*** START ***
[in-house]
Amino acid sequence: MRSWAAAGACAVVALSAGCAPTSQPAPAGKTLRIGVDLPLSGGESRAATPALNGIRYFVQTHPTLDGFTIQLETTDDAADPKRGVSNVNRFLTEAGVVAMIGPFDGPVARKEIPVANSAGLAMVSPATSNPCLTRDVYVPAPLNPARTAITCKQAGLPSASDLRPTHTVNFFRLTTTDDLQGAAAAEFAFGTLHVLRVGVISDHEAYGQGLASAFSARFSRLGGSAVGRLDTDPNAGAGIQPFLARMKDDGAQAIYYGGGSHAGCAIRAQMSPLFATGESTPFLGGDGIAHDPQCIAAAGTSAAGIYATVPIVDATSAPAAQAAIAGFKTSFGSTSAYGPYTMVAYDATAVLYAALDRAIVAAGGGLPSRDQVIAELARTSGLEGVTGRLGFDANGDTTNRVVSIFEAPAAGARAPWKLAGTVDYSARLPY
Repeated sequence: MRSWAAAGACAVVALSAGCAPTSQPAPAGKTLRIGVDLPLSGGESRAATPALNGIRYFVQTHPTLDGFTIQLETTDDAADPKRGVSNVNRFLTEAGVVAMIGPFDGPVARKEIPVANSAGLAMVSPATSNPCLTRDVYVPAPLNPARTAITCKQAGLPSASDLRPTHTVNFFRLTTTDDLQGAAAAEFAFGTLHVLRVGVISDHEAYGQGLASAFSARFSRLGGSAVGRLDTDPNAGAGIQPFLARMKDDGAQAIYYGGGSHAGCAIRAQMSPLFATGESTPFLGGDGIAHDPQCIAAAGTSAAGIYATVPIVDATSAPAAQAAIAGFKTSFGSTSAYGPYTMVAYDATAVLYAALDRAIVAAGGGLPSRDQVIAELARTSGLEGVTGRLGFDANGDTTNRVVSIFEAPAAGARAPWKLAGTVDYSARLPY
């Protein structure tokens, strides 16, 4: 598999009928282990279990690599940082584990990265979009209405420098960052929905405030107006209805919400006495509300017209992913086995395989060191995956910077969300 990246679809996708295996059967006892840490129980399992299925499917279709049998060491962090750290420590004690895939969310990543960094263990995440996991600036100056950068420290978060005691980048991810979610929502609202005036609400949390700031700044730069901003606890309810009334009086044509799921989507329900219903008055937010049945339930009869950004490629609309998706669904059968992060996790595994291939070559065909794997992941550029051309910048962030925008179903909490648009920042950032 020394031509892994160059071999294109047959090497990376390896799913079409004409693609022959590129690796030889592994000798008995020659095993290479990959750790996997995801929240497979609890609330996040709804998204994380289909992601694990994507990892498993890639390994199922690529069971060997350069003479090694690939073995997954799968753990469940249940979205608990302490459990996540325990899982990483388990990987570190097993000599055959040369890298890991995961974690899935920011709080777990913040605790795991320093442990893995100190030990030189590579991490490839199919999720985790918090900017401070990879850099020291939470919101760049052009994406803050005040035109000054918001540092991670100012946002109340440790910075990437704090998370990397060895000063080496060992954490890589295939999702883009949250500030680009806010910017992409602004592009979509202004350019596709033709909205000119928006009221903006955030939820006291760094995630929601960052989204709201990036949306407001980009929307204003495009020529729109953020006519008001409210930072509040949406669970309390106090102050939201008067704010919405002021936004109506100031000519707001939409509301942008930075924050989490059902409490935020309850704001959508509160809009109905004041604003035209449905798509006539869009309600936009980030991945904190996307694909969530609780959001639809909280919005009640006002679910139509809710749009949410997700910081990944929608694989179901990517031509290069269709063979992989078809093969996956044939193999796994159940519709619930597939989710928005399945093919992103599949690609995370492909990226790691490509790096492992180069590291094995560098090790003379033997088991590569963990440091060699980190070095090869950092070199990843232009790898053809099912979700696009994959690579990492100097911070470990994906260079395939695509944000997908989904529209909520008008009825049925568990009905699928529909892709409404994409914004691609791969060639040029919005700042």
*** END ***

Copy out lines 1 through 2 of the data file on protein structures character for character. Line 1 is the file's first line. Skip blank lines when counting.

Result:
[in-house]
Amino acid sequence: MRSWAAAGACAVVALSAGCAPTSQPAPAGKTLRIGVDLPLSGGESRAATPALNGIRYFVQTHPTLDGFTIQLETTDDAADPKRGVSNVNRFLTEAGVVAMIGPFDGPVARKEIPVANSAGLAMVSPATSNPCLTRDVYVPAPLNPARTAITCKQAGLPSASDLRPTHTVNFFRLTTTDDLQGAAAAEFAFGTLHVLRVGVISDHEAYGQGLASAFSARFSRLGGSAVGRLDTDPNAGAGIQPFLARMKDDGAQAIYYGGGSHAGCAIRAQMSPLFATGESTPFLGGDGIAHDPQCIAAAGTSAAGIYATVPIVDATSAPAAQAAIAGFKTSFGSTSAYGPYTMVAYDATAVLYAALDRAIVAAGGGLPSRDQVIAELARTSGLEGVTGRLGFDANGDTTNRVVSIFEAPAAGARAPWKLAGTVDYSARLPY